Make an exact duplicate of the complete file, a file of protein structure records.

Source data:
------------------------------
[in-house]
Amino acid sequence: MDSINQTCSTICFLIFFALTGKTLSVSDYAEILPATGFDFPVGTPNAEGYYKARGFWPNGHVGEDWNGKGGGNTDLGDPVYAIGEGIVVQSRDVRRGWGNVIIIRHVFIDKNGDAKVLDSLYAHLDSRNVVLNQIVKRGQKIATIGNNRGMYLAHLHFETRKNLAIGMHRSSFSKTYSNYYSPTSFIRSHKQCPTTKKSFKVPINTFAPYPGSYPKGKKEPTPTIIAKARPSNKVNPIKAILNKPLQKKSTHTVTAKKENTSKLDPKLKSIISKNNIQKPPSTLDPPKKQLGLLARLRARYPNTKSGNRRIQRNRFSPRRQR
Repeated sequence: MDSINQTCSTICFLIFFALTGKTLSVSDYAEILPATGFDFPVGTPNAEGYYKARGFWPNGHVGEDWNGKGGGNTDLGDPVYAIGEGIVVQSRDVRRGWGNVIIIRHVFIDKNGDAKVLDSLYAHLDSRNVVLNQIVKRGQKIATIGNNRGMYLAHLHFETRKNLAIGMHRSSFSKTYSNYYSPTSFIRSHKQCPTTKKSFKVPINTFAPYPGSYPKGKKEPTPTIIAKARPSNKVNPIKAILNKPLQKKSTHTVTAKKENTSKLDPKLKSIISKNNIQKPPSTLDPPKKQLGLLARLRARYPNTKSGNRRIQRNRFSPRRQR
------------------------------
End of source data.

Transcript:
[in-house]
Amino acid sequence: MDSINQTCSTICFLIFFALTGKTLSVSDYAEILPATGFDFPVGTPNAEGYYKARGFWPNGHVGEDWNGKGGGNTDLGDPVYAIGEGIVVQSRDVRRGWGNVIIIRHVFIDKNGDAKVLDSLYAHLDSRNVVLNQIVKRGQKIATIGNNRGMYLAHLHFETRKNLAIGMHRSSFSKTYSNYYSPTSFIRSHKQCPTTKKSFKVPINTFAPYPGSYPKGKKEPTPTIIAKARPSNKVNPIKAILNKPLQKKSTHTVTAKKENTSKLDPKLKSIISKNNIQKPPSTLDPPKKQLGLLARLRARYPNTKSGNRRIQRNRFSPRRQR
Repeated sequence: MDSINQTCSTICFLIFFALTGKTLSVSDYAEILPATGFDFPVGTPNAEGYYKARGFWPNGHVGEDWNGKGGGNTDLGDPVYAIGEGIVVQSRDVRRGWGNVIIIRHVFIDKNGDAKVLDSLYAHLDSRNVVLNQIVKRGQKIATIGNNRGMYLAHLHFETRKNLAIGMHRSSFSKTYSNYYSPTSFIRSHKQCPTTKKSFKVPINTFAPYPGSYPKGKKEPTPTIIAKARPSNKVNPIKAILNKPLQKKSTHTVTAKKENTSKLDPKLKSIISKNNIQKPPSTLDPPKKQLGLLARLRARYPNTKSGNRRIQRNRFSPRRQR